4.2.SC-4-UD-S-4: identify, observe and compare some characteristics of organisms that are passed from the parents (e.g., color of flower petals) and others that are learned from interactions with the environment (e.g., learning to ride a bike)
6.1.SC-4-ET-U-1: ecosystems are defined by the relationships that occur within them. These relationships can be determined through observation of the organisms and their environment.
6.1.SC-4-ET-U-2: light and heat from the sun are essential to sustaining most life on earth. Plants change energy from the sun's light into energy that is used as food by the plant.
6.1.SC-4-ET-U-3: electrical energy can be used for a variety of purposes. Many electrical systems share some common features, including a source of energy, a closed conducting path and a device that performs a function by utilizing that energy.
6.1.SC-4-ET-U-5: heat is a form of energy that results when another form of energy is transformed. Heat flows through different materials at different rates, and it naturally flows from warmer areas to cooler ones.
6.2.SC-4-ET-S-1: observe/construct, analyze patterns and explain basic relationships of plants and animals in an ecosystem (e.g., food webs)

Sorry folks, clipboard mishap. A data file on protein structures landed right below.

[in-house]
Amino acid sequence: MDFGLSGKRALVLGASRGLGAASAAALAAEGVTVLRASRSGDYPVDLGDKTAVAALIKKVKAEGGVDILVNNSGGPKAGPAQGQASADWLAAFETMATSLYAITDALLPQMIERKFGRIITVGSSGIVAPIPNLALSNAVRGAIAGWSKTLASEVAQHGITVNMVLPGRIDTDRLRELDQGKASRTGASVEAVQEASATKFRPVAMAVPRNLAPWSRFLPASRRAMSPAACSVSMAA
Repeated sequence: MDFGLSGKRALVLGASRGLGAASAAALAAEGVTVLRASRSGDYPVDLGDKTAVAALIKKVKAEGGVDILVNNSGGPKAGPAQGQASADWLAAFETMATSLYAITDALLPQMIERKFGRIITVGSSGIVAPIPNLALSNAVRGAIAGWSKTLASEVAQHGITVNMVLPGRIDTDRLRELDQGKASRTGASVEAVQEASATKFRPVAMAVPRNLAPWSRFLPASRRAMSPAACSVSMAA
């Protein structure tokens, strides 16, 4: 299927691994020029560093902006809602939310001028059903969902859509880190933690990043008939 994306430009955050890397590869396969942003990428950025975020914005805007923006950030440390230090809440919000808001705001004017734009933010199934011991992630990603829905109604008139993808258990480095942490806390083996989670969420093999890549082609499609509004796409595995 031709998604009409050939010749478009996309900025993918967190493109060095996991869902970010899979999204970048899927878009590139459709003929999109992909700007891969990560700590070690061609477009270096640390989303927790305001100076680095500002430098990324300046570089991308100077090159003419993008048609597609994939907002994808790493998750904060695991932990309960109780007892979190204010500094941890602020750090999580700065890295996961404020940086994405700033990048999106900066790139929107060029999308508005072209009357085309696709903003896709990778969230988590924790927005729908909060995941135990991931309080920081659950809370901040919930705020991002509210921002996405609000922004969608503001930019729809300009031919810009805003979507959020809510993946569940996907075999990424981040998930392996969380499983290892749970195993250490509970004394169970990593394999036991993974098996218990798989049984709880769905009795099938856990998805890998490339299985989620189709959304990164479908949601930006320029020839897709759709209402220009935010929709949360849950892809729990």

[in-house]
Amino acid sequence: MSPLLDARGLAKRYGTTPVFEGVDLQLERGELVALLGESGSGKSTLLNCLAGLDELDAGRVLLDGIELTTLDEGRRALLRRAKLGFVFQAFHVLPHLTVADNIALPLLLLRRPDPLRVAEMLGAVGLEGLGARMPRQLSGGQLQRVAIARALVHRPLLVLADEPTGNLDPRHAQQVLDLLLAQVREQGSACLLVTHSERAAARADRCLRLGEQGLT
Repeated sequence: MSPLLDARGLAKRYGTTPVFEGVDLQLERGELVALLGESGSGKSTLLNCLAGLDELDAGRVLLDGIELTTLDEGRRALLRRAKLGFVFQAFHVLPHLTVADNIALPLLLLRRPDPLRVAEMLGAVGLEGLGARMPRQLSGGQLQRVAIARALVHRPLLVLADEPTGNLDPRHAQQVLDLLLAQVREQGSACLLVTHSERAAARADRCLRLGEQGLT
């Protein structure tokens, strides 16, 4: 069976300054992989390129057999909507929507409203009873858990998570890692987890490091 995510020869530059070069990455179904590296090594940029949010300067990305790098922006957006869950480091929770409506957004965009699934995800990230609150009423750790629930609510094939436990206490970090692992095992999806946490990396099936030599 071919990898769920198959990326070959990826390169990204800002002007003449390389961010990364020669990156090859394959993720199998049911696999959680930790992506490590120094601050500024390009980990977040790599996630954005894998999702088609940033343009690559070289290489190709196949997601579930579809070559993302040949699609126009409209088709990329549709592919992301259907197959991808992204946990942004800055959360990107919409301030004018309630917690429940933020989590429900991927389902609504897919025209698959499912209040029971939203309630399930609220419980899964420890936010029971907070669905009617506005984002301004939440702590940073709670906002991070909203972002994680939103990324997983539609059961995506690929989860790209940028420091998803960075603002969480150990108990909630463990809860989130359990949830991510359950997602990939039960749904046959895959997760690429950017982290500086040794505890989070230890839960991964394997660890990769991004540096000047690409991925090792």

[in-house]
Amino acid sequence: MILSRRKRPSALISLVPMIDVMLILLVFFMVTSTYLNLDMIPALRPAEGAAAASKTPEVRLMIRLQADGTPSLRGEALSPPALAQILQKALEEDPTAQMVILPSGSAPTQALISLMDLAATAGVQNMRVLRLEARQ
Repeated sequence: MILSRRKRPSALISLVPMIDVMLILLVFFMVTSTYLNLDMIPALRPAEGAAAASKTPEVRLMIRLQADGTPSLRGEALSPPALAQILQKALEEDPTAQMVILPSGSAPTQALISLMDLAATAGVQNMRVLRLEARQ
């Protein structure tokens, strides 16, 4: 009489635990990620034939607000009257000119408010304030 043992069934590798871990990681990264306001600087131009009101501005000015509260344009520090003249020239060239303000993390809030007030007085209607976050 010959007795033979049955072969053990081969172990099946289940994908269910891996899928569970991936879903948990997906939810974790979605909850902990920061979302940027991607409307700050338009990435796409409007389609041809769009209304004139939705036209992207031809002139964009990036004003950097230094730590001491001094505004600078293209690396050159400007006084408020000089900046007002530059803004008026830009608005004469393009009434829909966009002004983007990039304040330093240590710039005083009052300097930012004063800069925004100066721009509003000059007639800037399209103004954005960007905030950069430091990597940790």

6.2.SC-4-ET-S-2: analyze food webs in order to draw conclusions about the relationship between the sun's heat and light and sustaining most life on Earth
6.2.SC-4-ET-S-3: demonstrate open and closed circuits, and series and parallel circuits using batteries, bulbs and wires; analyze models of a variety of electrical circuits in order to predict changes to the systems
6.2.SC-4-ET-S-4: identify events/situations that result in some energy being transformed into heat (e.g., rubbing hands together, lighting a bulb, running a car engine)
6.2.SC-4-ET-S-5: identify and compare how heat is transferred through different materials in order to make predictions and draw conclusions about the heat conductivity of materials (e.g., compare the 'hotness' of wooden spoons, metal spoons, plastic spoons when exposed to higher temperatures)
6.2.SC-4-ET-S-6: design and conduct investigations/experiments to compare properties of conducting and nonconducting materials (both heat and electrical), documenting and communicating (speak, draw, write, demonstrate) observations, designs, procedures and results of scientific investigations
6.2.SC-4-ET-S-7: represent the path of light as it interacts with a variety of surfaces (reflecting, refracting, absorbing)
6.2.SC-4-ET-S-9: answer student-generated questions about forms of energy (e.g., heat, light, sound, magnetic effects) using information from a variety of print and non-print sources
7.1.SC-4-I-U-1: all living things depend on their environment and other organisms within it for their survival. Certain patterns of behavior or physical features may help an organism survive in some environments yet perish in others.
7.1.SC-4-I-U-2: environmental relationships extend beyond food (e.g. shelter, seed transport).
7.2.SC-4-I-S-1: observe, document and explain the cause and effect relationships existing between organisms and their environments
7.2.SC-4-I-S-2: use evidence and observations to make predictions/draw conclusions about how changes in the environment affect the plants' and animals' ability to survive
Correlation last revised: 10/24/2009